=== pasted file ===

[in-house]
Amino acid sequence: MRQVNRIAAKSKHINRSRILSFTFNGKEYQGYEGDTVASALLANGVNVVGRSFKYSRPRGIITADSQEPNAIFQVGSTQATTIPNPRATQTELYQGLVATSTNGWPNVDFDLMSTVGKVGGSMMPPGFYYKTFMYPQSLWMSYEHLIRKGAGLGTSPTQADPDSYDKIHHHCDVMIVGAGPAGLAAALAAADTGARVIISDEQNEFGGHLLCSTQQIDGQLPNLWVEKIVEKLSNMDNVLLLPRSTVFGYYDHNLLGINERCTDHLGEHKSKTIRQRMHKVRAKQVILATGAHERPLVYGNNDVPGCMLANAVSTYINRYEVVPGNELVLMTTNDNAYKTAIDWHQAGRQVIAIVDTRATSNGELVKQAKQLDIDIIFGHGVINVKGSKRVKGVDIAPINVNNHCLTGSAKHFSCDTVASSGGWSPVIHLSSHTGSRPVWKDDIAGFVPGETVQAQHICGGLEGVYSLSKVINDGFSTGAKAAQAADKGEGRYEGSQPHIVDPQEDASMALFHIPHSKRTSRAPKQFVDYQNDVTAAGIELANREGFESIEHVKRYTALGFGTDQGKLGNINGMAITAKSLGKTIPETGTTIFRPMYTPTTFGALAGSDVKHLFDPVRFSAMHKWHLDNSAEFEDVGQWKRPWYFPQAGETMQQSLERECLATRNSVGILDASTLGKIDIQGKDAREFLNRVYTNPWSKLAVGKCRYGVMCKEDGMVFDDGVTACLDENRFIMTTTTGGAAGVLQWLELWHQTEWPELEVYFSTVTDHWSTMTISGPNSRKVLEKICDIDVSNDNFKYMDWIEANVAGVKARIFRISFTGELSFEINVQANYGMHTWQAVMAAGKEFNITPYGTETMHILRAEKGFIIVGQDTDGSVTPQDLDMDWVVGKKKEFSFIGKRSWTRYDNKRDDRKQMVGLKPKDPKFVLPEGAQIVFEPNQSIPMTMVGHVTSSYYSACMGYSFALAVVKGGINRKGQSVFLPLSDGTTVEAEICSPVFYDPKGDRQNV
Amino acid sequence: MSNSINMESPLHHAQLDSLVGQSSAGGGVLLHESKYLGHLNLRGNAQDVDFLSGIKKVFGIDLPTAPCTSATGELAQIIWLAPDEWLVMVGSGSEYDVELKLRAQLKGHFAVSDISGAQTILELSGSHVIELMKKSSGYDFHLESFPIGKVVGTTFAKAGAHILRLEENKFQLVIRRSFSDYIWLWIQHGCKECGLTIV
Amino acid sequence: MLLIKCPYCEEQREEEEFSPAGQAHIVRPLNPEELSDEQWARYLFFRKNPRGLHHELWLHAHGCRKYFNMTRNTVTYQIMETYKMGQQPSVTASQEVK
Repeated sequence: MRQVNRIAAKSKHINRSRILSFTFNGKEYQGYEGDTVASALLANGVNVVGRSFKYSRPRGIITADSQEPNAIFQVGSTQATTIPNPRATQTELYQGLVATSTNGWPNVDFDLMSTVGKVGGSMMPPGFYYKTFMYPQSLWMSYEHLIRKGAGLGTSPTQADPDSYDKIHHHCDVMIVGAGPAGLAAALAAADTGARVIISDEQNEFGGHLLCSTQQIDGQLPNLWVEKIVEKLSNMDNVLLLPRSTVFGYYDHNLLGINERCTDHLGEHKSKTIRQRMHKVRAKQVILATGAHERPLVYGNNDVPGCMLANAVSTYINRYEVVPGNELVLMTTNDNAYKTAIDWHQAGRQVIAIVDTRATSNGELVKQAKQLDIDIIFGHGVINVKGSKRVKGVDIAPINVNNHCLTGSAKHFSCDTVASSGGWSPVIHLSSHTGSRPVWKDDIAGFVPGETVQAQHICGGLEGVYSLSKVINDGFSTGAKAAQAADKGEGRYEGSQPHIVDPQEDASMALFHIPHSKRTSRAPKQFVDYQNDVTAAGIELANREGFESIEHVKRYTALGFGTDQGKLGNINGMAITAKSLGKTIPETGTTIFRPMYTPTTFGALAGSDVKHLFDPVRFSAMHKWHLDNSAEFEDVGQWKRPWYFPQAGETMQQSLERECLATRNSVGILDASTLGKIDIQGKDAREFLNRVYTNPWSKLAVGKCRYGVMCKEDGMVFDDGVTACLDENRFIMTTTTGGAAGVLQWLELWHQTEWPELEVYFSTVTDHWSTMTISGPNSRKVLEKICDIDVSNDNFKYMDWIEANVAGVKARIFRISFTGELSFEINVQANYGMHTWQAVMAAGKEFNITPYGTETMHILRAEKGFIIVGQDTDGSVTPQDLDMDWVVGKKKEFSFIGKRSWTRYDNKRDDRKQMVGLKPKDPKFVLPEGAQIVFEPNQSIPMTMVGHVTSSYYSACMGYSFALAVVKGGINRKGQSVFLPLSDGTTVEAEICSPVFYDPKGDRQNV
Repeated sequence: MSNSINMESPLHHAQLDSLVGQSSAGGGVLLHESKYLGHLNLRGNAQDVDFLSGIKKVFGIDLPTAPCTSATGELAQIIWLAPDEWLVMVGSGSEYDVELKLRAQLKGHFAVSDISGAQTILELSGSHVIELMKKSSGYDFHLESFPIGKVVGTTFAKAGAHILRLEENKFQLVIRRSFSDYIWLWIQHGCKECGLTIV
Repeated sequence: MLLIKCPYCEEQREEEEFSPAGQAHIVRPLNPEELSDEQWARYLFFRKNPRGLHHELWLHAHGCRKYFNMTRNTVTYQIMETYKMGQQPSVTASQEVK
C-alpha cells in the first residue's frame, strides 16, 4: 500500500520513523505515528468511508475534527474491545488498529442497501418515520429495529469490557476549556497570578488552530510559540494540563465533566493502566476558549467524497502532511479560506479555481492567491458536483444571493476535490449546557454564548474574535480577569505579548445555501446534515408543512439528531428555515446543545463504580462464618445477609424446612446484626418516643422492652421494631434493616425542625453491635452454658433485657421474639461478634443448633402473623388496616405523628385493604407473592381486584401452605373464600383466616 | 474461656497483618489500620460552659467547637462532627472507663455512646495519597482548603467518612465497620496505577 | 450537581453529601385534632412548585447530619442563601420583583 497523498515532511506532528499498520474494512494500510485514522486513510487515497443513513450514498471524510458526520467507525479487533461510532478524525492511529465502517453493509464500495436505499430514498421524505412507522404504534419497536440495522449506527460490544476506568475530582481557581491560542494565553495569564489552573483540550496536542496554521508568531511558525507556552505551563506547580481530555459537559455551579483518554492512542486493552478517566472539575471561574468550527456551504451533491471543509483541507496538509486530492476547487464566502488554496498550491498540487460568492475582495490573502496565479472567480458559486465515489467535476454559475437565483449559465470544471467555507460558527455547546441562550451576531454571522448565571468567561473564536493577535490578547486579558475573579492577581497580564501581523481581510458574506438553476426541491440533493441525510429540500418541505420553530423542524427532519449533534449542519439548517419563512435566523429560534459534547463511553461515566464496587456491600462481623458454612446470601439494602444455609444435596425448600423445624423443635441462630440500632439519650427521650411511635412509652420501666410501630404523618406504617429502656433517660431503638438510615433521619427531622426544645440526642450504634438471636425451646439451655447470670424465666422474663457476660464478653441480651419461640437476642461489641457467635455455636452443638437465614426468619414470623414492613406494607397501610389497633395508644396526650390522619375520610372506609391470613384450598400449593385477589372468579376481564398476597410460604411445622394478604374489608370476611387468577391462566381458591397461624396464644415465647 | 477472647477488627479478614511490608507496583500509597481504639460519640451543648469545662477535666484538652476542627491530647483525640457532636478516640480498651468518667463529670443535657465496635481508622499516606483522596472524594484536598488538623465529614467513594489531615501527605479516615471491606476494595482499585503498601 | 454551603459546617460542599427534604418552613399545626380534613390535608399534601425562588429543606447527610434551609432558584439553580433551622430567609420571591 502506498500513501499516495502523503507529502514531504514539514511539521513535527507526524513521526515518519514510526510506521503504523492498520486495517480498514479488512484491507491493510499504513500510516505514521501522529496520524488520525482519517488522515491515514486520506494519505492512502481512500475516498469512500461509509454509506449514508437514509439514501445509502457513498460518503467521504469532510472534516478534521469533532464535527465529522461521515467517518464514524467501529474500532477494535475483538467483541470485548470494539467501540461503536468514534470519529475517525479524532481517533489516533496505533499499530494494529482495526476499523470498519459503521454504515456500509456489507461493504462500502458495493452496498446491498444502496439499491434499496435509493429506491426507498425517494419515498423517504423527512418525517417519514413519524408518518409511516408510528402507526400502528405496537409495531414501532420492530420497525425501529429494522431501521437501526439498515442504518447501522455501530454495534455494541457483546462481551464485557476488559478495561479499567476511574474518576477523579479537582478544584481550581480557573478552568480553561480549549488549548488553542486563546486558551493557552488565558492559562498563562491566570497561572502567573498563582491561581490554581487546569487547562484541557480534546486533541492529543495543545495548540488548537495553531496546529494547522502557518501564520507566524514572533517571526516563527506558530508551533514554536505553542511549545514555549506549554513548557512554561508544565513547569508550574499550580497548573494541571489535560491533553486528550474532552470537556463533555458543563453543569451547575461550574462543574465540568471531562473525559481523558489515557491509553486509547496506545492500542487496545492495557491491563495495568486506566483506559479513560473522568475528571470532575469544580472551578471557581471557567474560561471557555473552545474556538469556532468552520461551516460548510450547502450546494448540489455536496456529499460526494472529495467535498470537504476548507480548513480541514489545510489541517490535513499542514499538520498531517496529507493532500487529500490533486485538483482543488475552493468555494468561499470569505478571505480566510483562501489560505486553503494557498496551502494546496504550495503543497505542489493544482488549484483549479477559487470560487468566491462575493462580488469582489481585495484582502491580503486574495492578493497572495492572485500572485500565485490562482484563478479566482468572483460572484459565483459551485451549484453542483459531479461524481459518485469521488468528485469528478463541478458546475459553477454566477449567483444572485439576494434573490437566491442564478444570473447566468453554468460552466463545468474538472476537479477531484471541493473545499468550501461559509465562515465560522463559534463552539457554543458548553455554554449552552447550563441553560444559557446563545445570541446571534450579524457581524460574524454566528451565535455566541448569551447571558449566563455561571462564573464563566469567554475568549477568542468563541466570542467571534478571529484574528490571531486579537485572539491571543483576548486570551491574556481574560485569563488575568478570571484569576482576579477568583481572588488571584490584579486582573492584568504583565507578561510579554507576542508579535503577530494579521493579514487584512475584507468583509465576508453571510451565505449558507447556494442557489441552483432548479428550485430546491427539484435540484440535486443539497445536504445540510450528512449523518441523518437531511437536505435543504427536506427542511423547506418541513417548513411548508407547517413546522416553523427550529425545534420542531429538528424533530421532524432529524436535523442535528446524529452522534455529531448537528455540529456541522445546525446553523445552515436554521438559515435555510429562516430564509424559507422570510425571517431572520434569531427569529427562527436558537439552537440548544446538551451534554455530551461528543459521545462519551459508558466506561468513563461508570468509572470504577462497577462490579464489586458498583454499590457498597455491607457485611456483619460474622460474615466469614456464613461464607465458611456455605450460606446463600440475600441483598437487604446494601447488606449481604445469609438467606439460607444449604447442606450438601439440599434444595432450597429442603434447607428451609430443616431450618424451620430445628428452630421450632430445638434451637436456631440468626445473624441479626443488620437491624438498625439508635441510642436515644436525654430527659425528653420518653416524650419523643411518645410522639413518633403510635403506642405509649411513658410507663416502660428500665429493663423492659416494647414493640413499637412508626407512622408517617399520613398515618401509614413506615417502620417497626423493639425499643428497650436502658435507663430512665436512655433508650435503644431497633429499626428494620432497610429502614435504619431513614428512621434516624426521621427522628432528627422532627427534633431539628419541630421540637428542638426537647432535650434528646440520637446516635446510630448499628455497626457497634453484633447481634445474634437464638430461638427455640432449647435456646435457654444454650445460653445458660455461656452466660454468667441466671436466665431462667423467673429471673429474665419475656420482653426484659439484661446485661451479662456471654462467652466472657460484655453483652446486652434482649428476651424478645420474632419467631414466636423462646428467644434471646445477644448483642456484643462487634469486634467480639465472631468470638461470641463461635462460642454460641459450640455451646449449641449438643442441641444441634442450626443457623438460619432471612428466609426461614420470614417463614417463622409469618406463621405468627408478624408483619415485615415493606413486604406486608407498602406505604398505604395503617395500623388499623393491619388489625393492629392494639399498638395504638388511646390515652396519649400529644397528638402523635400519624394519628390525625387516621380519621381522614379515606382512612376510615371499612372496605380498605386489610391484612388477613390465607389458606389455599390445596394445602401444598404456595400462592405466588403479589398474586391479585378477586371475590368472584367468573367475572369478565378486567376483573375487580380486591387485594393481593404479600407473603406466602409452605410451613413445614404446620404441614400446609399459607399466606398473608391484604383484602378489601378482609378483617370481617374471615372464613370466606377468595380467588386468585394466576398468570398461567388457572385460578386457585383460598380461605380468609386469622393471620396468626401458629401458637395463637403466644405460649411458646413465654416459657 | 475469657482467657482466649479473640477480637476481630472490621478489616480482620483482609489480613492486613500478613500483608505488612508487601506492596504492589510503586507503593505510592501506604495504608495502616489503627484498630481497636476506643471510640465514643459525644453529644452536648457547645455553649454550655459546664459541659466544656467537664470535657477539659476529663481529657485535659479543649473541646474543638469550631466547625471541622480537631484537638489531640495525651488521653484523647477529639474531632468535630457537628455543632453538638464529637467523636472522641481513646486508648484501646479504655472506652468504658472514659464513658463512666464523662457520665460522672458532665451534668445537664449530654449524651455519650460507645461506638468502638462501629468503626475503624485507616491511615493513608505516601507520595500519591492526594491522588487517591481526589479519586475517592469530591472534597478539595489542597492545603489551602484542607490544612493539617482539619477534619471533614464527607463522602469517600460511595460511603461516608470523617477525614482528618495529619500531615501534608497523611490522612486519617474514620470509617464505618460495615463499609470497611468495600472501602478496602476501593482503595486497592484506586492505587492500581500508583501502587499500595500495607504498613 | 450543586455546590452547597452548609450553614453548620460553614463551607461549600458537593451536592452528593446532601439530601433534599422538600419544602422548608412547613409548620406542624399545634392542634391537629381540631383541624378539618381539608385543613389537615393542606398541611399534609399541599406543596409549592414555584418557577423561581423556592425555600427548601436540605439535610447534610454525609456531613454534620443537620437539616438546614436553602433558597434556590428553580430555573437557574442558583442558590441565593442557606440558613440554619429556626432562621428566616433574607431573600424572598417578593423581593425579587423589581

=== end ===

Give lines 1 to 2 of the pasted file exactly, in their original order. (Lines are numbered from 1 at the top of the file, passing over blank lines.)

[in-house]
Amino acid sequence: MRQVNRIAAKSKHINRSRILSFTFNGKEYQGYEGDTVASALLANGVNVVGRSFKYSRPRGIITADSQEPNAIFQVGSTQATTIPNPRATQTELYQGLVATSTNGWPNVDFDLMSTVGKVGGSMMPPGFYYKTFMYPQSLWMSYEHLIRKGAGLGTSPTQADPDSYDKIHHHCDVMIVGAGPAGLAAALAAADTGARVIISDEQNEFGGHLLCSTQQIDGQLPNLWVEKIVEKLSNMDNVLLLPRSTVFGYYDHNLLGINERCTDHLGEHKSKTIRQRMHKVRAKQVILATGAHERPLVYGNNDVPGCMLANAVSTYINRYEVVPGNELVLMTTNDNAYKTAIDWHQAGRQVIAIVDTRATSNGELVKQAKQLDIDIIFGHGVINVKGSKRVKGVDIAPINVNNHCLTGSAKHFSCDTVASSGGWSPVIHLSSHTGSRPVWKDDIAGFVPGETVQAQHICGGLEGVYSLSKVINDGFSTGAKAAQAADKGEGRYEGSQPHIVDPQEDASMALFHIPHSKRTSRAPKQFVDYQNDVTAAGIELANREGFESIEHVKRYTALGFGTDQGKLGNINGMAITAKSLGKTIPETGTTIFRPMYTPTTFGALAGSDVKHLFDPVRFSAMHKWHLDNSAEFEDVGQWKRPWYFPQAGETMQQSLERECLATRNSVGILDASTLGKIDIQGKDAREFLNRVYTNPWSKLAVGKCRYGVMCKEDGMVFDDGVTACLDENRFIMTTTTGGAAGVLQWLELWHQTEWPELEVYFSTVTDHWSTMTISGPNSRKVLEKICDIDVSNDNFKYMDWIEANVAGVKARIFRISFTGELSFEINVQANYGMHTWQAVMAAGKEFNITPYGTETMHILRAEKGFIIVGQDTDGSVTPQDLDMDWVVGKKKEFSFIGKRSWTRYDNKRDDRKQMVGLKPKDPKFVLPEGAQIVFEPNQSIPMTMVGHVTSSYYSACMGYSFALAVVKGGINRKGQSVFLPLSDGTTVEAEICSPVFYDPKGDRQNV